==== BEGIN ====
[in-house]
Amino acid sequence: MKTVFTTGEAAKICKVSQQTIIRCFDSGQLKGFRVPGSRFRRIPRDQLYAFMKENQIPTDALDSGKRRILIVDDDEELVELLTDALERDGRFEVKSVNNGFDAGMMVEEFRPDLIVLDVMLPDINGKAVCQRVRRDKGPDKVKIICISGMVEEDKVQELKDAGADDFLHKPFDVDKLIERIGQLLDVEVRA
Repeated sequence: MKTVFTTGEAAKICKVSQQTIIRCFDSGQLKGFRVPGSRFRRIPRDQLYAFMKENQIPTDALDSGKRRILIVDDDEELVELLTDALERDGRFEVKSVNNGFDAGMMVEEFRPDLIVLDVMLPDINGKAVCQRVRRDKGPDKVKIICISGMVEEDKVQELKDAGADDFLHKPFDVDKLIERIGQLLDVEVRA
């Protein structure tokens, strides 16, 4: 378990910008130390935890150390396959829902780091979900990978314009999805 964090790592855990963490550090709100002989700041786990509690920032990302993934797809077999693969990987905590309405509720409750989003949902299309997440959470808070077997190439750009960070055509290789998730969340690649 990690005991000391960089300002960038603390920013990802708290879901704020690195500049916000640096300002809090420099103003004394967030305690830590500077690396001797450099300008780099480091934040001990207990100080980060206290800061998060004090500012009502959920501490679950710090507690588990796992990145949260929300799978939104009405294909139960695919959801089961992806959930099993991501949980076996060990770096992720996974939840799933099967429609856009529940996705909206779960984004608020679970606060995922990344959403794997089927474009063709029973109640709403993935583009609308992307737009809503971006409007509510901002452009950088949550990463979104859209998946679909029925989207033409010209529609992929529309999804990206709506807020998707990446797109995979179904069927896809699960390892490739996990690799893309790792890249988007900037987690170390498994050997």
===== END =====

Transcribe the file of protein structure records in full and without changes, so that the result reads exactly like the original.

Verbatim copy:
[in-house]
Amino acid sequence: MKTVFTTGEAAKICKVSQQTIIRCFDSGQLKGFRVPGSRFRRIPRDQLYAFMKENQIPTDALDSGKRRILIVDDDEELVELLTDALERDGRFEVKSVNNGFDAGMMVEEFRPDLIVLDVMLPDINGKAVCQRVRRDKGPDKVKIICISGMVEEDKVQELKDAGADDFLHKPFDVDKLIERIGQLLDVEVRA
Repeated sequence: MKTVFTTGEAAKICKVSQQTIIRCFDSGQLKGFRVPGSRFRRIPRDQLYAFMKENQIPTDALDSGKRRILIVDDDEELVELLTDALERDGRFEVKSVNNGFDAGMMVEEFRPDLIVLDVMLPDINGKAVCQRVRRDKGPDKVKIICISGMVEEDKVQELKDAGADDFLHKPFDVDKLIERIGQLLDVEVRA
């Protein structure tokens, strides 16, 4: 378990910008130390935890150390396959829902780091979900990978314009999805 964090790592855990963490550090709100002989700041786990509690920032990302993934797809077999693969990987905590309405509720409750989003949902299309997440959470808070077997190439750009960070055509290789998730969340690649 990690005991000391960089300002960038603390920013990802708290879901704020690195500049916000640096300002809090420099103003004394967030305690830590500077690396001797450099300008780099480091934040001990207990100080980060206290800061998060004090500012009502959920501490679950710090507690588990796992990145949260929300799978939104009405294909139960695919959801089961992806959930099993991501949980076996060990770096992720996974939840799933099967429609856009529940996705909206779960984004608020679970606060995922990344959403794997089927474009063709029973109640709403993935583009609308992307737009809503971006409007509510901002452009950088949550990463979104859209998946679909029925989207033409010209529609992929529309999804990206709506807020998707990446797109995979179904069927896809699960390892490739996990690799893309790792890249988007900037987690170390498994050997």